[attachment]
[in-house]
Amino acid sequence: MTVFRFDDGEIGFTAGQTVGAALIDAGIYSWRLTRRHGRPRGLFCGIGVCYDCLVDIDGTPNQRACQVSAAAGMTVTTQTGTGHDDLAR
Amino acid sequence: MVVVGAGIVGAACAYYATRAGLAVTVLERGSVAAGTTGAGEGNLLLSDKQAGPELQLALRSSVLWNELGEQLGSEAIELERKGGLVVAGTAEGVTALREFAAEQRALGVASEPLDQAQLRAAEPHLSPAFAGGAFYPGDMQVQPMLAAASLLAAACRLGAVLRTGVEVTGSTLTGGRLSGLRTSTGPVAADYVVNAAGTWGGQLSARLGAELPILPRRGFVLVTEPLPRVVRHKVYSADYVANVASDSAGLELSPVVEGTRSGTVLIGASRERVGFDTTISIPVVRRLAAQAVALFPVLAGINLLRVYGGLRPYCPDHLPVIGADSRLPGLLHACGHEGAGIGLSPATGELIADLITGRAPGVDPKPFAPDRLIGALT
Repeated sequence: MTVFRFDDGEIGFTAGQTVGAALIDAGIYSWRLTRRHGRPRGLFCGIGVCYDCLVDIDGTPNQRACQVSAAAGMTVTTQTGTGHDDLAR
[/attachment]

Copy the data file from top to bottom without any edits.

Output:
[in-house]
Amino acid sequence: MTVFRFDDGEIGFTAGQTVGAALIDAGIYSWRLTRRHGRPRGLFCGIGVCYDCLVDIDGTPNQRACQVSAAAGMTVTTQTGTGHDDLAR
Amino acid sequence: MVVVGAGIVGAACAYYATRAGLAVTVLERGSVAAGTTGAGEGNLLLSDKQAGPELQLALRSSVLWNELGEQLGSEAIELERKGGLVVAGTAEGVTALREFAAEQRALGVASEPLDQAQLRAAEPHLSPAFAGGAFYPGDMQVQPMLAAASLLAAACRLGAVLRTGVEVTGSTLTGGRLSGLRTSTGPVAADYVVNAAGTWGGQLSARLGAELPILPRRGFVLVTEPLPRVVRHKVYSADYVANVASDSAGLELSPVVEGTRSGTVLIGASRERVGFDTTISIPVVRRLAAQAVALFPVLAGINLLRVYGGLRPYCPDHLPVIGADSRLPGLLHACGHEGAGIGLSPATGELIADLITGRAPGVDPKPFAPDRLIGALT
Repeated sequence: MTVFRFDDGEIGFTAGQTVGAALIDAGIYSWRLTRRHGRPRGLFCGIGVCYDCLVDIDGTPNQRACQVSAAAGMTVTTQTGTGHDDLAR